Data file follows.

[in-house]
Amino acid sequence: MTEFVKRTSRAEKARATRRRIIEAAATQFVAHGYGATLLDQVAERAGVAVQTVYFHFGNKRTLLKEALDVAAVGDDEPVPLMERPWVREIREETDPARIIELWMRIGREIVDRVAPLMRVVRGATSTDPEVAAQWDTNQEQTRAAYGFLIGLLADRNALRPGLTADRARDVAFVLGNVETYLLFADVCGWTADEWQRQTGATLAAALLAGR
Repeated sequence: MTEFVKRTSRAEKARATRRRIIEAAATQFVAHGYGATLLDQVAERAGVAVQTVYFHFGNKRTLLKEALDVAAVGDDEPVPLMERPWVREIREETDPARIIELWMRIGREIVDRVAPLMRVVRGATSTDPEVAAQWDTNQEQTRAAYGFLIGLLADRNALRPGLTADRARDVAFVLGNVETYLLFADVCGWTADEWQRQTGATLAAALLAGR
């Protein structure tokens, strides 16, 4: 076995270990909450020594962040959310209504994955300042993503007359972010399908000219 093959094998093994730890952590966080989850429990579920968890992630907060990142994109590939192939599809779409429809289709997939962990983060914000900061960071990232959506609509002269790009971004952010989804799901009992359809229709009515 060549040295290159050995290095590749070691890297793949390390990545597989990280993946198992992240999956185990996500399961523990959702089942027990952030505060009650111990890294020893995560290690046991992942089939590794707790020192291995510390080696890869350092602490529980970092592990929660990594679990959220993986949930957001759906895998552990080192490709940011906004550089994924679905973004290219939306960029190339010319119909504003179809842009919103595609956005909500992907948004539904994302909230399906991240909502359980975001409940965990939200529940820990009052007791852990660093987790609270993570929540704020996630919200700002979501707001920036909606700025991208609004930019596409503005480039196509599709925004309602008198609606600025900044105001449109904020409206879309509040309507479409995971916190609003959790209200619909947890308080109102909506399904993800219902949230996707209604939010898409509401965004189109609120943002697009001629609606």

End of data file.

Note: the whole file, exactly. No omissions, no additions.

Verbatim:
[in-house]
Amino acid sequence: MTEFVKRTSRAEKARATRRRIIEAAATQFVAHGYGATLLDQVAERAGVAVQTVYFHFGNKRTLLKEALDVAAVGDDEPVPLMERPWVREIREETDPARIIELWMRIGREIVDRVAPLMRVVRGATSTDPEVAAQWDTNQEQTRAAYGFLIGLLADRNALRPGLTADRARDVAFVLGNVETYLLFADVCGWTADEWQRQTGATLAAALLAGR
Repeated sequence: MTEFVKRTSRAEKARATRRRIIEAAATQFVAHGYGATLLDQVAERAGVAVQTVYFHFGNKRTLLKEALDVAAVGDDEPVPLMERPWVREIREETDPARIIELWMRIGREIVDRVAPLMRVVRGATSTDPEVAAQWDTNQEQTRAAYGFLIGLLADRNALRPGLTADRARDVAFVLGNVETYLLFADVCGWTADEWQRQTGATLAAALLAGR
């Protein structure tokens, strides 16, 4: 076995270990909450020594962040959310209504994955300042993503007359972010399908000219 093959094998093994730890952590966080989850429990579920968890992630907060990142994109590939192939599809779409429809289709997939962990983060914000900061960071990232959506609509002269790009971004952010989804799901009992359809229709009515 060549040295290159050995290095590749070691890297793949390390990545597989990280993946198992992240999956185990996500399961523990959702089942027990952030505060009650111990890294020893995560290690046991992942089939590794707790020192291995510390080696890869350092602490529980970092592990929660990594679990959220993986949930957001759906895998552990080192490709940011906004550089994924679905973004290219939306960029190339010319119909504003179809842009919103595609956005909500992907948004539904994302909230399906991240909502359980975001409940965990939200529940820990009052007791852990660093987790609270993570929540704020996630919200700002979501707001920036909606700025991208609004930019596409503005480039196509599709925004309602008198609606600025900044105001449109904020409206879309509040309507479409995971916190609003959790209200619909947890308080109102909506399904993800219902949230996707209604939010898409509401965004189109609120943002697009001629609606």